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Old 10-07-2010, 01:30 PM   #22
Keith Larman
Dojo: AIA, Los Angeles, CA
Location: California
Join Date: Apr 2005
Posts: 1,604
Re: The Correct Way to Hold a Knife

Different styles do different things. Like Mark said, if you really want to get into it, the Filipino arts have extensive techniques.

All that said, in Japanese arts the "correct" way to hold a knife to attack still depends completely on context of the overall style of "tantojutsu" being employed (to keep it focused in Japanese arts). In forays into koryu stuff I've learned mostly the so-called "hammer grip" (or Saber Grip if you're letting the thumb float more) and the so-called reverse edge out grip.

Another grip you'll sometimes see is the so-called "icepick" or what we only somewhat jokingly call the "crazed, jealous wife" grip. That's a reverse grip, edge in. Think "Psycho" with the knife stabbing down repeatedly.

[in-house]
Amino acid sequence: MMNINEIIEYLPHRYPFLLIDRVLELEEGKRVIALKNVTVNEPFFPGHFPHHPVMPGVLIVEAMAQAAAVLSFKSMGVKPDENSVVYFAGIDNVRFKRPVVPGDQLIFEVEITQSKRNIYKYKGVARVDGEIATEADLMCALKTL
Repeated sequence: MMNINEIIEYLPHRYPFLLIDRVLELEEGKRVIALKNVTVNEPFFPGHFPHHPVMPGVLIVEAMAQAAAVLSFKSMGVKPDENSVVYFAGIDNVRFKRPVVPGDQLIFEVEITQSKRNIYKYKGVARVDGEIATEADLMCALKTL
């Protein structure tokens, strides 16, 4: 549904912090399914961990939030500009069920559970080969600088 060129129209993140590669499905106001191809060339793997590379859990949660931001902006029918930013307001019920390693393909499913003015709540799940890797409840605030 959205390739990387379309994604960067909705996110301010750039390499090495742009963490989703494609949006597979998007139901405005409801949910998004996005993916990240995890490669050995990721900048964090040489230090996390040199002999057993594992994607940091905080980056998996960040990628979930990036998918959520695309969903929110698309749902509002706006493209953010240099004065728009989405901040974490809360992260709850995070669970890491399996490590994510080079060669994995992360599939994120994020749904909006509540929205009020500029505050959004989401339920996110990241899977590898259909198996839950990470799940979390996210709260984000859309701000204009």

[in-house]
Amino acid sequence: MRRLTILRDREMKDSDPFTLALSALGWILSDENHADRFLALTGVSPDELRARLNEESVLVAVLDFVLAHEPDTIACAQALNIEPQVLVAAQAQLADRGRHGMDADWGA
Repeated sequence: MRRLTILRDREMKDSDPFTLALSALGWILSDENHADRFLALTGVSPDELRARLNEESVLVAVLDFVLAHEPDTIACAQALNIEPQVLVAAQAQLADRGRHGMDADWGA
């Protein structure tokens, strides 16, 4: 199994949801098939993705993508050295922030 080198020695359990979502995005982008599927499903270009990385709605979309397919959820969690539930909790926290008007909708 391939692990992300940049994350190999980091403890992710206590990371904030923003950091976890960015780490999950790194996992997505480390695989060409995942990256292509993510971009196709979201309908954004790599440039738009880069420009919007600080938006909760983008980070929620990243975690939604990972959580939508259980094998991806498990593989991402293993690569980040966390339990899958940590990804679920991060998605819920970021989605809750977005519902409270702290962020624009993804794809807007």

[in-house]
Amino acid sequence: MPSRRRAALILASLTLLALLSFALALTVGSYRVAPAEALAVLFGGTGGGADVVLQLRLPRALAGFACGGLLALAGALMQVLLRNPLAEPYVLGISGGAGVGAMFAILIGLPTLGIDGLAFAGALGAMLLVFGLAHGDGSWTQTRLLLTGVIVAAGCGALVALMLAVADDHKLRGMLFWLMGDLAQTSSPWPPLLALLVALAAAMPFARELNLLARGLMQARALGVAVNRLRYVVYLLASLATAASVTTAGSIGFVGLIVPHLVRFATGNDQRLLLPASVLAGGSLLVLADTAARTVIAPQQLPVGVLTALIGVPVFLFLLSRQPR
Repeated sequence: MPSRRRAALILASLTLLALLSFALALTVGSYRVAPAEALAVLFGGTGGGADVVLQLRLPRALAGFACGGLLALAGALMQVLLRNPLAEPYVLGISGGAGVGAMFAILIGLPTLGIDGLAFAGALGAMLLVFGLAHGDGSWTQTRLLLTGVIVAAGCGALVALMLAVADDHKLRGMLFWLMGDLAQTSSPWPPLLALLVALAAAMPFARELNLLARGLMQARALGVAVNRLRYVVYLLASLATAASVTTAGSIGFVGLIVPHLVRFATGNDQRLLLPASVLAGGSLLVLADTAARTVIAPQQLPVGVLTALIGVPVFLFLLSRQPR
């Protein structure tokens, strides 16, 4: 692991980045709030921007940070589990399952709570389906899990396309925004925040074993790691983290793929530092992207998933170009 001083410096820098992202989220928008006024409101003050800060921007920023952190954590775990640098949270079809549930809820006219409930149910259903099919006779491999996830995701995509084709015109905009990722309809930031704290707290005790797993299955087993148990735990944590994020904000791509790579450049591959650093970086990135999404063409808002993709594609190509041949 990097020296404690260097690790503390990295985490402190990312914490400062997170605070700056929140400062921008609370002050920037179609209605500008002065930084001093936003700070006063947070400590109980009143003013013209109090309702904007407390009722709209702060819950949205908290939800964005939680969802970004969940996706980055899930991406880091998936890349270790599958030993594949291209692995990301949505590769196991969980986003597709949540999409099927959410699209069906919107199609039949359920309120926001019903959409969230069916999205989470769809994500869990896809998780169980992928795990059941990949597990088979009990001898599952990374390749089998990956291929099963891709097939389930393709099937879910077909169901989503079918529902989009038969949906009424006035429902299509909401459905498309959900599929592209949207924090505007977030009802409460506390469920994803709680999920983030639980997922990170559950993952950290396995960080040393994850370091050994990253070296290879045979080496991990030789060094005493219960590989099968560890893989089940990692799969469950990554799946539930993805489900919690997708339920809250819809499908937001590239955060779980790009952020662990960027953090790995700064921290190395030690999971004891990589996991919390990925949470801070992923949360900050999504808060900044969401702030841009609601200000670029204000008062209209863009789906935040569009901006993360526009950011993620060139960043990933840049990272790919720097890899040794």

FWIW some of the "best" knifework I've seen has been those who use the "standard" grip with finesse (Toby Threadgil does some amazing stuff at an incredible speed from this grip) or in the reverse edge out (see Toby again for this stuff).

Anyway, the point is that "correct" is generally contingent on a larger framework. Many arts have "mirrored" empty hand and tanto arts where the same overall movements are used in order to have an efficient means of skills transmission. As such that can affect the answer as to which grip is correct even within different techniques.

Bottom line is that used well any grip can be deadly and very difficult at best to deal with. So it is good to train in a variety of attacks.

As an aside, years ago I went to a seminar in a style of Aikido not my own. The instructor called me up with a tanto. I reflexively grabbed it into reverse edge out grip in my right hand and stepped up, left foot forward. He smiled and said "Ah, you've done knife work before." He told the seminar that if you see someone carrying a knife like that and they move toward you, run... He then had me change to a right hand hammer grip for a standard "Aikido" tsuki.

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